Not all respondents in HUNT1 who later developed dementia, have been discovered and registered in HMS. Hence, some of the individuals included in the comparison group may have dementia. However, the inclusion of individuals with dementia in the large comparison group would not markedly affect the risk estimations, but might lead to moderate underestimations. The strengths of this study comprise the high response rate of HUNT1, the long period from observed exposure to observed outcome, and the fact that the sample included a substantial number of people with a verified dementia diagnosis. Since drinking alcohol is common in many parts of the world and the life expectancy in most populations is increasing, this study addresses an internationally important public health issue.

The balance between healthy and troublesome levels of alcohol consumption is difficult to define. A recent study investigating 140 neuropsychologists’ beliefs about alcohol and dementia found that almost all of the respondents (93 %) reported that alcohol has neurotoxic effects, and most of them were not sure whether moderate alcohol consumption can be protective [29]. Our results are in line with most previous research finding that frequent alcohol consumption increases the risk for dementia compared to infrequent alcohol consumption. The present analysis indicates that abstaining from alcohol may be associated with increased dementia risk when adjusted for age and sex. However, this relationship is no longer present when adjusting for other somatic and mental health factors associated with increased dementia risk.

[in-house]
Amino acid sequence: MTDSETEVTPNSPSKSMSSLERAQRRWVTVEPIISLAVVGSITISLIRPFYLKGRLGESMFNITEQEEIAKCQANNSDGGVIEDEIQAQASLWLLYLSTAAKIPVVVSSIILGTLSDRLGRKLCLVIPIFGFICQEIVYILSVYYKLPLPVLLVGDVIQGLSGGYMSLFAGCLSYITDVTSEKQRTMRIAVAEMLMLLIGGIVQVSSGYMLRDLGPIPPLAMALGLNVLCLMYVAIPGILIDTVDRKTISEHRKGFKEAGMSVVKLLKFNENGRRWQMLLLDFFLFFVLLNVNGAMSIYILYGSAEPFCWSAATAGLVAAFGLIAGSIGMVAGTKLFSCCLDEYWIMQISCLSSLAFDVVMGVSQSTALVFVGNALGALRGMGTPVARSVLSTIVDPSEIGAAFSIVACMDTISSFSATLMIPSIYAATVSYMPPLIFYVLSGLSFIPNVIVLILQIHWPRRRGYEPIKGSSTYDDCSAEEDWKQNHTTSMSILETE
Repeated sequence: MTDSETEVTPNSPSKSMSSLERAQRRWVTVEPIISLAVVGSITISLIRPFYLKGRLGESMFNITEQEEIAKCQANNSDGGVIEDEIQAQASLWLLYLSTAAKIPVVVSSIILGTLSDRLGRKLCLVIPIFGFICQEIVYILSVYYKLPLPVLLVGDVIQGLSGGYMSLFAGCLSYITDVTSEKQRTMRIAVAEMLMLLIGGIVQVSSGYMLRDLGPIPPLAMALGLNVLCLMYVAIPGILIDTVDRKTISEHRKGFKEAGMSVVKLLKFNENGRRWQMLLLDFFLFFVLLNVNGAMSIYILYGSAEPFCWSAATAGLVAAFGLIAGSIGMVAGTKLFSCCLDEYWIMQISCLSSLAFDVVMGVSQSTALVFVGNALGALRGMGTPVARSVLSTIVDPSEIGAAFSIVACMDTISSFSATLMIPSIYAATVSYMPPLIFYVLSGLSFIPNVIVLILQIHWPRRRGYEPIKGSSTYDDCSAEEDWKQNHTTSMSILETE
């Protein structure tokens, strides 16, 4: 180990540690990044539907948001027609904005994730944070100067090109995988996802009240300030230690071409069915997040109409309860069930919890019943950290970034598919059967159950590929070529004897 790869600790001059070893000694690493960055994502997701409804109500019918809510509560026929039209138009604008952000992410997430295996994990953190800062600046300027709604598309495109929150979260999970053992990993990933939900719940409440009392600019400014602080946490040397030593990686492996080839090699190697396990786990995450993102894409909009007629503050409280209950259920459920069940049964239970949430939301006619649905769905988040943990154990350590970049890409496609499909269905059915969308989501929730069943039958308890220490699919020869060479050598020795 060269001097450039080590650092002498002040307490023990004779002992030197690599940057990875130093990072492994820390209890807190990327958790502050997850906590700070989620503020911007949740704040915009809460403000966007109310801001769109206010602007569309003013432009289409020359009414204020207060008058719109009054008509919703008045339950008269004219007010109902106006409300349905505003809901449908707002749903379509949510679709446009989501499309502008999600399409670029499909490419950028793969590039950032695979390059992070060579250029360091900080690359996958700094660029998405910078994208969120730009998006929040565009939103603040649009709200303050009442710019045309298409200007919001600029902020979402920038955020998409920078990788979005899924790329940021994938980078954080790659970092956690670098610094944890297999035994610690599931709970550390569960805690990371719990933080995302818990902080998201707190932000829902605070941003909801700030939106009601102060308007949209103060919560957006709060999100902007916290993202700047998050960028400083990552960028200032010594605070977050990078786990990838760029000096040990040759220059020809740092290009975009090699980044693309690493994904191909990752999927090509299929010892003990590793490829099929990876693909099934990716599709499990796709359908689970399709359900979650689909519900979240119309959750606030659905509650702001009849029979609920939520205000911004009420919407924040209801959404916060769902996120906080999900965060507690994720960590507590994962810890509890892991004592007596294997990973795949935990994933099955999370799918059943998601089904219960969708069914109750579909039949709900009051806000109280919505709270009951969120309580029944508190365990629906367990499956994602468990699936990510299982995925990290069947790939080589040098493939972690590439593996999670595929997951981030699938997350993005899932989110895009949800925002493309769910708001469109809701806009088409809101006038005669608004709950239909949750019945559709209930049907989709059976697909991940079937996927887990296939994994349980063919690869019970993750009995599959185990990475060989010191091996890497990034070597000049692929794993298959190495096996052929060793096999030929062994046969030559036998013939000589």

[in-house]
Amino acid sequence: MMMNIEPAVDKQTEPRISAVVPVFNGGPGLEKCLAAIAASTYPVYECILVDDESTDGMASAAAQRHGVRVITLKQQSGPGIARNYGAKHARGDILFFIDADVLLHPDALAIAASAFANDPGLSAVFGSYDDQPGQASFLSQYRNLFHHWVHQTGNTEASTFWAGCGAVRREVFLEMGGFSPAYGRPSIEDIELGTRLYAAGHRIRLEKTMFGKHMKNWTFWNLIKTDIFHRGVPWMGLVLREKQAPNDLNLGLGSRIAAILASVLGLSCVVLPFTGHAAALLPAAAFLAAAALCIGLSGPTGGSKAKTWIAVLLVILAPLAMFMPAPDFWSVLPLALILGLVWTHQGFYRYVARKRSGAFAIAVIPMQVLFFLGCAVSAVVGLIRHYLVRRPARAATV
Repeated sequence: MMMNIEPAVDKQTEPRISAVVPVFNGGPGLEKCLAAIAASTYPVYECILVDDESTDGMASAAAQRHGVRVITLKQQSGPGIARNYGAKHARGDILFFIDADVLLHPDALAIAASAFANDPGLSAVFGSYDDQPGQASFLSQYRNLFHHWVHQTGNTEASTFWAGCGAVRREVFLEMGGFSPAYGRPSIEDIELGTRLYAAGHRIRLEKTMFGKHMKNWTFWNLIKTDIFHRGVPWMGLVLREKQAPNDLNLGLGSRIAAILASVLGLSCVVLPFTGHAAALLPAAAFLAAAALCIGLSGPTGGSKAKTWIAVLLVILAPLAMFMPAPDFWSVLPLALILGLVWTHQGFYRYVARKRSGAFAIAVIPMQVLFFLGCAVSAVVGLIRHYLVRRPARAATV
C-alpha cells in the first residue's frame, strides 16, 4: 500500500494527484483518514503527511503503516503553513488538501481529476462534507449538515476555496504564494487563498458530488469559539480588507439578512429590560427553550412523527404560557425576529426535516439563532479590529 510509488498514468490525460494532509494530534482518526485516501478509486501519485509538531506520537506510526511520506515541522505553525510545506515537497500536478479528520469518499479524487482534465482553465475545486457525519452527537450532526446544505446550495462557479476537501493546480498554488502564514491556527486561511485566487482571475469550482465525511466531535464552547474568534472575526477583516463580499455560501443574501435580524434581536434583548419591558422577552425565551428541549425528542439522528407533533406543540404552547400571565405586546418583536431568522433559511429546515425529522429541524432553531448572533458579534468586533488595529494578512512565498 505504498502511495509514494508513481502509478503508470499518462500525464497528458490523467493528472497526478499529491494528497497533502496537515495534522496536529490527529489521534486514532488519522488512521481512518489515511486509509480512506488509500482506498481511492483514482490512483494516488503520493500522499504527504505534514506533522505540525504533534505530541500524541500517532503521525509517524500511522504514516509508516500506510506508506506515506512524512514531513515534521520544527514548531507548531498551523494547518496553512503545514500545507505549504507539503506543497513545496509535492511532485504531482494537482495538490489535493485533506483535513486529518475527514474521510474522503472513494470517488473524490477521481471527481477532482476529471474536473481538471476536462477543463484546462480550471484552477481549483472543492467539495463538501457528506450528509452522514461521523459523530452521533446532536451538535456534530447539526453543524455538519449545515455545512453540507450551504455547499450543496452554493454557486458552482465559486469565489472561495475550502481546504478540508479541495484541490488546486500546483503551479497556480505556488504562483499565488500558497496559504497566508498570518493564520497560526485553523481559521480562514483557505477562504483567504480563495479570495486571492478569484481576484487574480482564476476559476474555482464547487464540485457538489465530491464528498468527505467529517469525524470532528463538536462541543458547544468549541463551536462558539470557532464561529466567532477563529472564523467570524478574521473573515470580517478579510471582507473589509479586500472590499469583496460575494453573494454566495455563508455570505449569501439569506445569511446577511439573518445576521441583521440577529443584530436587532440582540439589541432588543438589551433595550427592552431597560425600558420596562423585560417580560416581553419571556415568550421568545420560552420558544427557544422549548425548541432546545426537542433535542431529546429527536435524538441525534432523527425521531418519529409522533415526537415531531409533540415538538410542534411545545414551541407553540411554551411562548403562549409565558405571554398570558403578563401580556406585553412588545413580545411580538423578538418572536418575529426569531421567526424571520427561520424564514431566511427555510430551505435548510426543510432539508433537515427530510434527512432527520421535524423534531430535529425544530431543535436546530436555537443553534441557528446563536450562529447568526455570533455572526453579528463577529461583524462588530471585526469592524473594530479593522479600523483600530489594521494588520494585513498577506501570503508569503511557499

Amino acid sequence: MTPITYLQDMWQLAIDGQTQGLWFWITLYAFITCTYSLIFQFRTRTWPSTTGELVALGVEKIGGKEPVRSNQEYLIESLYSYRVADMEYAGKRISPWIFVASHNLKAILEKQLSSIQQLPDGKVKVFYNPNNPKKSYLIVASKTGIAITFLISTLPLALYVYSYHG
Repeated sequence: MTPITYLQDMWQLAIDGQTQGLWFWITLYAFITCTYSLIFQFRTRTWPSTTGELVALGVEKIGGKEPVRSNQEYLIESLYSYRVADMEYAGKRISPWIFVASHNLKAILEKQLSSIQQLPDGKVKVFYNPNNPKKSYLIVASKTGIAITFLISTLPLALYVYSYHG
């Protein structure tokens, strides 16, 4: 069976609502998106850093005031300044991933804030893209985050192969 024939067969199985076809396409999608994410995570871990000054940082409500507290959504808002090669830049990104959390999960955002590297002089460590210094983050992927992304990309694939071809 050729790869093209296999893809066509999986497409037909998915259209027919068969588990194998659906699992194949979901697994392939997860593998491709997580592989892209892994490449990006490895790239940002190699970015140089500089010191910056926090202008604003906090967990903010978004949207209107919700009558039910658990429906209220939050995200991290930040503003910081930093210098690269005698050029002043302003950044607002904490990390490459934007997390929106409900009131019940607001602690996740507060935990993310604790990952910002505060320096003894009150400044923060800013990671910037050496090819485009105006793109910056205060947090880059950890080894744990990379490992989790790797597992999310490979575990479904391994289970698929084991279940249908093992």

The Nord-Trøndelag Health Study (The HUNT study) is a collaboration between HUNT Research Centre (Faculty of Medicine, Norwegian University of Science and Technology (NTNU), Nord-Trøndelag County Council, Central Norway Health Authority, and the Norwegian Institute of Public Health. The Norwegian Research Council founded this study.

Conflict of interest

None of the authors have conflicts of interest.


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© The Author(s) 2015

Open AccessThis article is distributed under the terms of the Creative Commons Attribution 4.0 International License (, which permits unrestricted use, distribution, and reproduction in any medium, provided you give appropriate credit to the original author(s) and the source, provide a link to the Creative Commons license, and indicate if changes were made.

Authors and Affiliations

  • Ellen Melbye Langballe
    • 1
    • 2
  • Helga Ask